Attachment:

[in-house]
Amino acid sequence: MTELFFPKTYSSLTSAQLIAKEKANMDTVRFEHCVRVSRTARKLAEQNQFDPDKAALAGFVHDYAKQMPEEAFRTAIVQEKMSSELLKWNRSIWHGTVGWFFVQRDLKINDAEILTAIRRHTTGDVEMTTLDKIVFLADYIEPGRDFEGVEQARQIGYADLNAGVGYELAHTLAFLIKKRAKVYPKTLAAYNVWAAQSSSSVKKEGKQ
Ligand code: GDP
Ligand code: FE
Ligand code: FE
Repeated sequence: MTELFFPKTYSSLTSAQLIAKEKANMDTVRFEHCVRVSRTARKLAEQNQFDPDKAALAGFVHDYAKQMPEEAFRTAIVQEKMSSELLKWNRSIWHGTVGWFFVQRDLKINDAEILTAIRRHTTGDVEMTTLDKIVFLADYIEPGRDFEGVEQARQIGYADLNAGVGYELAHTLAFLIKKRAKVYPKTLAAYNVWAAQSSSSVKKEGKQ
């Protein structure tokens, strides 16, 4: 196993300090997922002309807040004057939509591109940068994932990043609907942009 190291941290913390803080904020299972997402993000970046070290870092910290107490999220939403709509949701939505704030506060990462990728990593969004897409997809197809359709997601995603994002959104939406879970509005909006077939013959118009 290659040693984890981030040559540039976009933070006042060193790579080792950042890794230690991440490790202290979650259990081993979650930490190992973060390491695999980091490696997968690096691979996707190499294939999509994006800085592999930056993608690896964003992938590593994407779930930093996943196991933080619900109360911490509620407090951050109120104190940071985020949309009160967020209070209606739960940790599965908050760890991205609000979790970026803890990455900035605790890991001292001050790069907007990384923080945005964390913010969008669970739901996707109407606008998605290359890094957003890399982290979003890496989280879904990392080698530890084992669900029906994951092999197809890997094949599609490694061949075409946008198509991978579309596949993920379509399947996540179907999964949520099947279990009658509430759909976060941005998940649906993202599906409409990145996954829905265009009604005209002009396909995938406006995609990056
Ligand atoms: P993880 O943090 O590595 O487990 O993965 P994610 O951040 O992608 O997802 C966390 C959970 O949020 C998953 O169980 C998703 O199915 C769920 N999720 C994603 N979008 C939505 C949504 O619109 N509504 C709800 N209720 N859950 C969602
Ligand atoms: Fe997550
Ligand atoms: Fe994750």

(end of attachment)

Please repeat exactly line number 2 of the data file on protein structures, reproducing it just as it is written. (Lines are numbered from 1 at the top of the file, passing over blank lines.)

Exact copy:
Amino acid sequence: MTELFFPKTYSSLTSAQLIAKEKANMDTVRFEHCVRVSRTARKLAEQNQFDPDKAALAGFVHDYAKQMPEEAFRTAIVQEKMSSELLKWNRSIWHGTVGWFFVQRDLKINDAEILTAIRRHTTGDVEMTTLDKIVFLADYIEPGRDFEGVEQARQIGYADLNAGVGYELAHTLAFLIKKRAKVYPKTLAAYNVWAAQSSSSVKKEGKQ